Grand National will never be without risk - Paul Nicholls

Winning Grand National trainer Paul Nicholls says the race will never be without risk following the deaths of two horses at Aintree on Saturday.

Speaking after Neptune Collonges' victory, he stressed authorities must make the event "as safe as possible".

"There are risks and we all try to minimise them. No stone is left unturned," he told BBC Radio 5 live.

"There is always risk in sport. A lot of people have to grow up, and realise that it is life."

Cheltenham Gold Cup winner Synchronised and According to Pete fractured legs in the race and had to be put down by vets following fallsexternal-link.

There have now been consecutive Grand Nationals with two fatalities, following the deaths of Dooney's Gate and the Nicholls-trained Ornais last year.

New safety measures had been introduced for this year following a review, with reductions in the height, and drops on the landing, of several fences made.

Despite the changes, only 15 of the 40-horse field reached the finishing post.

Two jockeys were also injured in this year's race. Noel Fehily broke his leg when his mount State of Play unseated him at the fifth and Brian Hughes, on board Viking Blond, suffered a suspected broken cheekbone when his horse fell at the first fence.

In a robust defence of the race Nicholls added: "We've got to be realistic about this. The horses have the best of everything they could have. They probably have better health care than we have.

"If people are going to continue to participate in sport, there is going to be both a human and animal risk.

"The worst thing you can do is to go too far. You make the fences smaller, they go faster and you get more fallers."

BBC commentator Richard Pitman believes changes must be made following Saturday's tragic events, which marred a thrilling race won by Neptune Collonges by a nose from Sunnyhillboy in a closest-ever finish to the race.

"There are questions to be asked and answers to be found and we cannot be complacent. We have to address the situation," the former jockey told BBC Radio 5 live.

"I think that things will have to be changed and I don't agree with the fences being smaller. That encourages horses to go faster. But I think the number of runners should be cut.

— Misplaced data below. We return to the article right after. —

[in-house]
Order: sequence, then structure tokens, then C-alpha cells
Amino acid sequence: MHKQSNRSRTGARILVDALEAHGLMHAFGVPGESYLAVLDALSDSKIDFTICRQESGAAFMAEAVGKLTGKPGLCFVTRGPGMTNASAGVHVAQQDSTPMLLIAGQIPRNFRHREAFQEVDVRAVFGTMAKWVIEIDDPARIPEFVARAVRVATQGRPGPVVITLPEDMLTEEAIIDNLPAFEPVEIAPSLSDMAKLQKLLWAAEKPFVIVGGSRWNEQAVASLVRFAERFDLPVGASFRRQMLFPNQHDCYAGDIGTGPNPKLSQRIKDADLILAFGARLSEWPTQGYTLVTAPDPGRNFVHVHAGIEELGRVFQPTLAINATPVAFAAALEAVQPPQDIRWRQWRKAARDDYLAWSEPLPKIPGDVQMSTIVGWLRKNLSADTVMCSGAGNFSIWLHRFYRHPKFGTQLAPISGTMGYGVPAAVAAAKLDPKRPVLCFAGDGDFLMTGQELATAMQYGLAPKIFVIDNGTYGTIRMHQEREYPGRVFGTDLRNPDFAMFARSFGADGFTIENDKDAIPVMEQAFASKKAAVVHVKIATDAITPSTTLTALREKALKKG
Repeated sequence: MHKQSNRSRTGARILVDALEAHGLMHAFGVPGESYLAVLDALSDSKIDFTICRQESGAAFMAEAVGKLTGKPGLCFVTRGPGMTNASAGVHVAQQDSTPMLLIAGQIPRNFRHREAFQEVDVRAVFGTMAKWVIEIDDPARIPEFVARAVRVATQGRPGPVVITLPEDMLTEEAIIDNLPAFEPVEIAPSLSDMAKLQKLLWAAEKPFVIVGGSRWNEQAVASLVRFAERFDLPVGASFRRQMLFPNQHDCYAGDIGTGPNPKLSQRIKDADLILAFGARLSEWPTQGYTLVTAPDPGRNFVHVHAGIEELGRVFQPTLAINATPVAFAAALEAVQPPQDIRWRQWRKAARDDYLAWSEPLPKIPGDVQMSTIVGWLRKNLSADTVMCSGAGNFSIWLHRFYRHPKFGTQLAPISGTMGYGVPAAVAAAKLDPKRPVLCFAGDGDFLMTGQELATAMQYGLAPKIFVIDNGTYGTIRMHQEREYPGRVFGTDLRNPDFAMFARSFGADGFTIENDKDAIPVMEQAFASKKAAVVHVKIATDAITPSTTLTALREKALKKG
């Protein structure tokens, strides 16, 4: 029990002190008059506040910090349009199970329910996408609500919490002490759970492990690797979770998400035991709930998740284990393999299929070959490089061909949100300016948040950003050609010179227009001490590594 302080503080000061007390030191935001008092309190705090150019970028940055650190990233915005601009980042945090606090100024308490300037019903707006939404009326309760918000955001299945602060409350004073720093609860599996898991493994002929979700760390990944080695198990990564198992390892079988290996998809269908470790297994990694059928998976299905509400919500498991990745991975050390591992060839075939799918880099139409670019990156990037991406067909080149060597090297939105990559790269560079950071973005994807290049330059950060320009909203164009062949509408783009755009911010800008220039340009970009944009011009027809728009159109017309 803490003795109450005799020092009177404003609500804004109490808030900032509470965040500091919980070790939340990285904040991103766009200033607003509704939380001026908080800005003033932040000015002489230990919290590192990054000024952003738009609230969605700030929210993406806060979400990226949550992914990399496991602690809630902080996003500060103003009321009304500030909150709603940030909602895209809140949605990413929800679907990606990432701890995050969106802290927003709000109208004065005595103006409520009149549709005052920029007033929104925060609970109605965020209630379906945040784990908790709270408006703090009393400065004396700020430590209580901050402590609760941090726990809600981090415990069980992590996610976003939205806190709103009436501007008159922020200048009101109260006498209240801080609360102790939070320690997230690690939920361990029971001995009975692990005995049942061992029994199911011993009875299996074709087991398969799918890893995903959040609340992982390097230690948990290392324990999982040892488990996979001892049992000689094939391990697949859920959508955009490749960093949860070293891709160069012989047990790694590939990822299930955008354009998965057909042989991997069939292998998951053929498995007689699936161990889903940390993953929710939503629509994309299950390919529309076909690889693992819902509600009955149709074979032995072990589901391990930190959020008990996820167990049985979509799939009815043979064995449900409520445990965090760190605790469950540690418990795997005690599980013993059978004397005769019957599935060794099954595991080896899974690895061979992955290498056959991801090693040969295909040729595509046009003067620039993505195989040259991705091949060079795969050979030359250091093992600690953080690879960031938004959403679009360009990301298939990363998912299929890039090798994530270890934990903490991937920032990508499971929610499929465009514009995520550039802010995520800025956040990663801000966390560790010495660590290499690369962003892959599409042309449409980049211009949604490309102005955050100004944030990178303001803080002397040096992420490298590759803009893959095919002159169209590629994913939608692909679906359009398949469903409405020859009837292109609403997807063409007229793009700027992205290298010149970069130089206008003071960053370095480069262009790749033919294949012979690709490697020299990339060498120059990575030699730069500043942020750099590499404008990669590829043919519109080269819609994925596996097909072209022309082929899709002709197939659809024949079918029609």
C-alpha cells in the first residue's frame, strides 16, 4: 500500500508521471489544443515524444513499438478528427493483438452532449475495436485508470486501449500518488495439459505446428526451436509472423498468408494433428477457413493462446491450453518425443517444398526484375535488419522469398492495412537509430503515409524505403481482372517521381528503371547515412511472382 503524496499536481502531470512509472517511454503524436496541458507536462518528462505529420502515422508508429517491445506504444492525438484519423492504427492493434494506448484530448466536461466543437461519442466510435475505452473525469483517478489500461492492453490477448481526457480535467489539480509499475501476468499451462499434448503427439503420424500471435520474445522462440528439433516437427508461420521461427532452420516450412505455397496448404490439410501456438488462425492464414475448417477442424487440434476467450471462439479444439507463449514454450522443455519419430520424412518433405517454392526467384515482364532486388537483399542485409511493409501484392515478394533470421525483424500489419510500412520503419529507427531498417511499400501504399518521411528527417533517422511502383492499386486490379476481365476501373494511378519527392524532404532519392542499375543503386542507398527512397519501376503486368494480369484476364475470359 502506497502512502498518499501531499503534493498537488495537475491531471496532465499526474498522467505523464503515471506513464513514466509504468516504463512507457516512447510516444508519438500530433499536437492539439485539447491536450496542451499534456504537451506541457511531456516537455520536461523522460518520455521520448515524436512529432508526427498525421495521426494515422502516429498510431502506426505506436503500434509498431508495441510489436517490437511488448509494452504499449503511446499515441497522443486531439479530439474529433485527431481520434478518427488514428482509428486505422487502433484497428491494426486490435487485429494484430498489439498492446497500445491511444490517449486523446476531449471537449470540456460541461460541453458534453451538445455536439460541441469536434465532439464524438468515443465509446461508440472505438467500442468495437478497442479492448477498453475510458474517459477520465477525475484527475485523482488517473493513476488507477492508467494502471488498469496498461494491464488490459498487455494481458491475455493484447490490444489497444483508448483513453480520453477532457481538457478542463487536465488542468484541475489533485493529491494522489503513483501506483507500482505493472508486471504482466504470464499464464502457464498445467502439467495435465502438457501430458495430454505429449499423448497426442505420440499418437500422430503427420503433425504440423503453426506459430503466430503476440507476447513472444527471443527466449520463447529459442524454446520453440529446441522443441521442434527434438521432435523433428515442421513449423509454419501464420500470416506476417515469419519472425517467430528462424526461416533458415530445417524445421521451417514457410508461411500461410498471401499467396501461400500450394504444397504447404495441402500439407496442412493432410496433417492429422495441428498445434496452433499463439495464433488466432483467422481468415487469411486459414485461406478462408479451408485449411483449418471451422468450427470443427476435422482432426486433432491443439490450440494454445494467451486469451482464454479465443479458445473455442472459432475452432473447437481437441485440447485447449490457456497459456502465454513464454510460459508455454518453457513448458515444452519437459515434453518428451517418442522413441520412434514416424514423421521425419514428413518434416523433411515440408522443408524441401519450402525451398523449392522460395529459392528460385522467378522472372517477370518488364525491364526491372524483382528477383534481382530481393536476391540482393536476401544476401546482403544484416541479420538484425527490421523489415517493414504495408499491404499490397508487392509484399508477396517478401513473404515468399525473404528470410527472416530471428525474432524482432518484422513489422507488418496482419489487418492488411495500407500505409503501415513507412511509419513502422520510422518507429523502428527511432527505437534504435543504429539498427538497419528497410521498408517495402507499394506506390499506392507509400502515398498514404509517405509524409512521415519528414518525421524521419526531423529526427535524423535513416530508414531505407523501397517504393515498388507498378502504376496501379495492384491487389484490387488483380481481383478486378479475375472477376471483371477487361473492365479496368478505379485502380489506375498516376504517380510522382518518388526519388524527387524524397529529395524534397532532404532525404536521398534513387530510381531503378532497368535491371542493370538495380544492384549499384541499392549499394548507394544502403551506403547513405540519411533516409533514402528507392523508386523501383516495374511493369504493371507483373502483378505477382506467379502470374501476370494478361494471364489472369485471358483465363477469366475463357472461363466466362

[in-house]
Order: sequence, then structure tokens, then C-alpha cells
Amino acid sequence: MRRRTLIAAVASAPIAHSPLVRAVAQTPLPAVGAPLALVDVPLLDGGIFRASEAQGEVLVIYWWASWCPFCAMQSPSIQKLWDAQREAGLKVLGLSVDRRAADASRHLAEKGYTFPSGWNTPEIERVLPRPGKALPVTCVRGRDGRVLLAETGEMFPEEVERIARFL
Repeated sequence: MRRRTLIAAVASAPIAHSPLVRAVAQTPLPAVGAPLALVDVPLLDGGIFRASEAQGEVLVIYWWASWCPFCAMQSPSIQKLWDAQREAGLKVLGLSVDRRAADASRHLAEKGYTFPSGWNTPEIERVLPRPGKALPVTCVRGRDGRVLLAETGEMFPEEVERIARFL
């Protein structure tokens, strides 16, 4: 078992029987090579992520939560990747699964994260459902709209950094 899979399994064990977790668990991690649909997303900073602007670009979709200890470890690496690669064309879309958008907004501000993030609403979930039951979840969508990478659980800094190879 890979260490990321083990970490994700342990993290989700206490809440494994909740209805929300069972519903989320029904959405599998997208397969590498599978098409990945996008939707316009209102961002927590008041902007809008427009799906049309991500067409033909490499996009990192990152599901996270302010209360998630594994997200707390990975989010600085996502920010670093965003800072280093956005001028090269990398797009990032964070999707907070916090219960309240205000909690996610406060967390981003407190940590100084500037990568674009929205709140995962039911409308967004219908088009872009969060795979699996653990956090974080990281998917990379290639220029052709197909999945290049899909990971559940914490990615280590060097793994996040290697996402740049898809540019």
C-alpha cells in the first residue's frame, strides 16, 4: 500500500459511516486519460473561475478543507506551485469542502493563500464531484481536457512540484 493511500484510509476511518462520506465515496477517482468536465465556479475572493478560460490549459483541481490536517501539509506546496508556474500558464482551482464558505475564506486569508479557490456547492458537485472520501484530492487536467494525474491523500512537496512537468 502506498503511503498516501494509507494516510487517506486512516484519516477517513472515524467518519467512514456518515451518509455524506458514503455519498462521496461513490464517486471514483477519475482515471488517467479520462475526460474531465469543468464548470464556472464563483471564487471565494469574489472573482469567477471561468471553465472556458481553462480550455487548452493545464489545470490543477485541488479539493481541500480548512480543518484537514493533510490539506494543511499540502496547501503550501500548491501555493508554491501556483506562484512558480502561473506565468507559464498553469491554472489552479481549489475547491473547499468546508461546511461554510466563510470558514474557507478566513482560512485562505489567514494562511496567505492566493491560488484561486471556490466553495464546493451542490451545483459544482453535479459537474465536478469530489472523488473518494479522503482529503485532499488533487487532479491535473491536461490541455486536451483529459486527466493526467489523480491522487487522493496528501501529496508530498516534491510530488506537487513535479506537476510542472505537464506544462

"The number of runners is the key point because quite a lot of horses were brought down by other horses. So if you've more room - say 25 horses instead of 40 - there will be a lot less interference from one to the other."

The RSPCA says there needs to be a number of drastic changes made to the race - including a reduction in the size of the field and the possibility of Becher's Brook being removed.

Chief executive Gavin Grant told BBC Breakfast: "Firstly, the scale of the field. Forty horses is a heck of a lot. Secondly, there are unique jumps there that horses aren't experienced in going over and I think we need to look at those jumps again.

"Becher's Brook has claimed another casualty [According To Pete] and perhaps it's time for that to go.

"We need to look at the landing areas. Some improvements have been made there, but when you've got a drop on the other side of the fence a horse isn't expecting that.

"And the going. The ground conditions are very important. Aintree has made a lot of progress making sure the going is softer because when it's hard the horses run faster.

"There is lots of work to be done to take the risks to horses out of this."

The British Horseracing Authority released a statement on Sunday saying it was still investigating the incidents in this year's race but pointed out Synchronised fractured his leg further down the course after unseating Tony McCoy at Becher's Brook whereas According to Pete was brought down by another horse.

The statement added: "We believe it would be premature to suggest that modifications to the course and other changes have not been effective or will not yet prove to be effective.

"The Grand National is a unique race and it represents a unique challenge for the sport and for its regulation.

"It is a thrilling spectacle, but there is a higher degree of risk involved in the Grand National than other races and for this reason everyone in the sport needs to be conscious of how the race is presented to the public, the general consumer perception and their views of how the race is run."